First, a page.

Trafalgar Square

Trafalgar Square
Trafalgar Square, the largest square in London, is often considered the heart of the city.
Ever since the Middle Ages, Trafalgar Square has been a central meeting place. At the middle of the square stands a tall column honoring admiral Nelson.
The square was originally called Charing. Later it became known as Charing Cross, after a memorial cross on the square. The Tube (“nearby underground subway station”) is still named Charing Cross.
From the thirteenth century on the area was the site of the King’s Royal Hawks and later the Royal Mews. In 1812 the Prince Regent – who would later become King George IV – asked architect John Nash to redevelop the area.
After much delay, work finally started in 1830. Nash had the terrain cleared but he died before his plans were realized and works were halted.
The completion of the National Gallery in 1838 on the north side of the square reignited interest in its redevelopment.
A new design by architect Charles Barry which consisted of two levels separated by a monumental flight of stairs was approved and construction started in 1840.
Charles Barry was best remembered for his rebuilding of the Houses of Parliament – also known as the Palace of Westminster.
Five years later, the square was eventually completed.
Nelson’s Column
In the center of Trafalgar Square stands London’s most famous monument: Nelson’s Column. The monument was built in 1843 as a tribute to Admiral Horatio Lord Nelson, who defeated the French fleet at the Battle of Trafalgar.
The name of the square commemorates the victory of Admiral Horatio Lord Nelson over the French fleet at the Battle of Trafalgar on the 21st of October 1805.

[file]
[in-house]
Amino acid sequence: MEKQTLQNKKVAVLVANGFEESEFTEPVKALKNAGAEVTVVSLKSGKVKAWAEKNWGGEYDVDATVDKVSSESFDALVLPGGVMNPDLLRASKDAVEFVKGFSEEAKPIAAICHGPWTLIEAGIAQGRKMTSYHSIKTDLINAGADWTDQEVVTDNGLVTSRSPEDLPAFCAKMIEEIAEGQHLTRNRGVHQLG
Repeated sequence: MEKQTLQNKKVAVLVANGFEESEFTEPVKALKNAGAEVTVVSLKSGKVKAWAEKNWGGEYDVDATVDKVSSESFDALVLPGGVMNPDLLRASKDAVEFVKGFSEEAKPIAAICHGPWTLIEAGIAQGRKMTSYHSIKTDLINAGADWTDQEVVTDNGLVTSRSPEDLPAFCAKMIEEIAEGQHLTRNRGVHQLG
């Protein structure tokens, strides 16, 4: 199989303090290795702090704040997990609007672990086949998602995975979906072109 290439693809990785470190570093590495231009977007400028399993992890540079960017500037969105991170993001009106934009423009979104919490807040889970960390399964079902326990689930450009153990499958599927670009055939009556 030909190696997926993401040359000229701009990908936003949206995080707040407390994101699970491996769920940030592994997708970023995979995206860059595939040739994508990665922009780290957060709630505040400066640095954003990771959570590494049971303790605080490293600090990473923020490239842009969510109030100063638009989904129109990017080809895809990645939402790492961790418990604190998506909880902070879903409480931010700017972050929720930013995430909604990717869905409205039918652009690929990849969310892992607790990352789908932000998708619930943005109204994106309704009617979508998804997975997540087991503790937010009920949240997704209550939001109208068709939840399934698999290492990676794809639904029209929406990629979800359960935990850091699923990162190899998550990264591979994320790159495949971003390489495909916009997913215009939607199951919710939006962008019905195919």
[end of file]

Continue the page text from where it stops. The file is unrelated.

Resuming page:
Initially there were no plans for a statue in honor of the admiral. Instead, a statue of King William IV was planned.
Eventually, in 1838, it was decided that Trafalgar Square was the ideal place for a monument to Britain’s most famous admiral and a competition was organized to select a design for the ‘Nelson Testimonial’.
The winner of the competition was William Railton, who proposed a 52 meter tall Corinthian column and statue. The column was built between 1841 and 1843. On top of the column stands an 15.5 meter tall statue of Lord Nelson, created by Edward Hodges.
At the base of the column are four huge lions modeled by Sir Edwin Landseer. They four lions were added later on, in 1868.
In the four corners of the lower level of Trafalgar Square stand four plinths. The plinth in the north-east carries the equestrian statue of George V, installed here in 1843. The statue of the king was created by Francis Chantrey for the Marble Arch but was instead placed here.
In the south-west corner stands a statue of Charles Napier, a military leader best known for his time as commander-in-chief in India. The statue, by George Gamon Adams, was installed in 1856. On the western side is the statue of Henry Havelock, another military leader who spent much of his career in India. His statue was created in 1861 by William Behnes.
For over 150 years the plinth in the north-west corner of Trafalgar Square, commonly known as the ‘Fourth Plinth’, remained empty. It was intended to hold an equestrian statue of King William IV. A failure to gather sufficient funds for its construction meant it was never realized. In 1999 it was decided to use the plinth for the temporary display of modern sculpture.